Pebbled stream among trees

Horse using all weather horse paddock

Chagrin River Sediment and Nutrient Reduction Project

Sediment impacts the ability for aquatic life to survive in the Chagrin River and transports phosphorous and other pollutants to Lake Erie. Sources of sediment in the Chagrin River watershed include streambank and streambed erosion, slope failure, construction, suspended solids carried from stormwater runoff, and runoff from agricultural lands in the watershed.


In 2017, CRWP was awarded a $198,505 grant by the Great Lakes Sediment and Nutrient Reduction Program of the Great Lakes Commission. The funding provides technical assistance and cost-share dollars to eligible private property owners in four subwatersheds of the Chagrin River. This project will help five to seven landowners stabilize a total of 2,000 linear feet of streambank using natural channel design and will help three landowners install all-weather paddocks near stream, wetland, or drainage resources.  The project will help protect Lake Erie by reducing phosphorous runoff and sedimentation.


CRWP is working with the Cuyahoga, Geauga, Portage, and Lake County Soil and Water Conservation Districts, the USDA Natural Resources Conservation Service, and the Ohio Department of Agriculture to implement this project. Eligible properties must be located in the East Branch, Beaver Creek-Chagrin River, Silver Creek, or Headwater Aurora Branches of the Chagrin River. These subwatersheds include portions of the following communities: Auburn Township, Aurora, Bainbridge Township, Bentleyville Village, Chagrin Falls Village, Chardon, Chardon Township, Kirtland, Kirtland Hills Village, Mantua Township, Mentor, Moreland Hills Village, Munson Township, Newbury Township, Russell Township, Solon, South Russell Village, Waite Hill Village, and Willoughby.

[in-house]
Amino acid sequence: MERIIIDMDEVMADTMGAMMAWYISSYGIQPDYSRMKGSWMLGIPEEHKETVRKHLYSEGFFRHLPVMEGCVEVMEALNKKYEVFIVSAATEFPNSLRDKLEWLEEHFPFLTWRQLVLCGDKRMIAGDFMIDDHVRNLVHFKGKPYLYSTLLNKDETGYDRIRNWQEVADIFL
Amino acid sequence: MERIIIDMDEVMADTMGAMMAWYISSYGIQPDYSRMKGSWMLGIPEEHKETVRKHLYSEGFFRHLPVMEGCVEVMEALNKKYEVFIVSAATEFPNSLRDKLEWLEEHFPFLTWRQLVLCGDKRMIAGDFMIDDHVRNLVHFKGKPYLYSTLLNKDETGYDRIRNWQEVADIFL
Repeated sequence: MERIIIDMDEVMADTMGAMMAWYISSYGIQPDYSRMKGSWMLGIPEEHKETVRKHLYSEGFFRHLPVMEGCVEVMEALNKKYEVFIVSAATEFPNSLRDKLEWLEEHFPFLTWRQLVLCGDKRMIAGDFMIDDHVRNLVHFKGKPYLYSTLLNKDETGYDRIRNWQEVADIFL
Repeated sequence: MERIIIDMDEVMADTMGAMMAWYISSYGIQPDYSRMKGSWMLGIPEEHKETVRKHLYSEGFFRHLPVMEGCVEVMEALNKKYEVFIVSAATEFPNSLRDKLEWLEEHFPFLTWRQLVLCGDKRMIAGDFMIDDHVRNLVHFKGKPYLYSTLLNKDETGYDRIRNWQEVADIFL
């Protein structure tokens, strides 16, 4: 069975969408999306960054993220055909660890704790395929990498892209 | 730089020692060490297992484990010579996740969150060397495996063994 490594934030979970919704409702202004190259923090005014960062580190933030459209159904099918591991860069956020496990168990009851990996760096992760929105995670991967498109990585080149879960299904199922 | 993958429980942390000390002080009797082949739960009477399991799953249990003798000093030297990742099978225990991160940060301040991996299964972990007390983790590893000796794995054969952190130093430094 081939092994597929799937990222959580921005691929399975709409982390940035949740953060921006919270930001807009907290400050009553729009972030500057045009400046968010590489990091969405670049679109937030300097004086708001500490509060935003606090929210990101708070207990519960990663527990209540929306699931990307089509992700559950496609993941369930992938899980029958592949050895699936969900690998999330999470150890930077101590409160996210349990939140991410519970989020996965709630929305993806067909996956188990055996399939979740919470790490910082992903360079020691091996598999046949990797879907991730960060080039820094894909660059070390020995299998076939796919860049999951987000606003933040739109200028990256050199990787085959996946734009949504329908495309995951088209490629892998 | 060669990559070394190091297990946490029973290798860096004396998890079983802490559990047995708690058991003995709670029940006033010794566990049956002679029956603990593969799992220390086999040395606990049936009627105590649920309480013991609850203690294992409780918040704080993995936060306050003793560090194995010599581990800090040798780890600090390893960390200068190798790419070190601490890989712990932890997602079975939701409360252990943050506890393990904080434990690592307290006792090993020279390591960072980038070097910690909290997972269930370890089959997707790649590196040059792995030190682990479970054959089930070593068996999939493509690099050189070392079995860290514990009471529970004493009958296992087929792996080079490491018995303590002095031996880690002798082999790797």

Upon request, site visits will be conducted for interested landowners to provide technical assistance on proper BMP selection and to evaluate sedimentation impacts related to streambank erosion, riparian corridor management, and paddock management. Project partners will work with landowners to determine whether a cost-share project may be applicable. Landowner permission and commitment of cost-share funds will be required and obtained through an approved written contract between the landowner and CRWP.


Funding for this program is provided by the Great Lakes Restoration Initiative under a cooperative agreement between the Great Lakes Commission and the U.S. Department of Agriculture’s Natural Resources Conservation Service. This material is based upon work supported by the Natural Resources Conservation Service, U.S. Department of Agriculture, under number 69-3A75-17-224. Any opinions, findings, conclusions, or recommendations expressed in this publication are those of the author(s) and do not necessarily reflect the views of the U.S. Department of Agriculture. USDA is an equal opportunity provider, employer and lender.


- Continue to project story map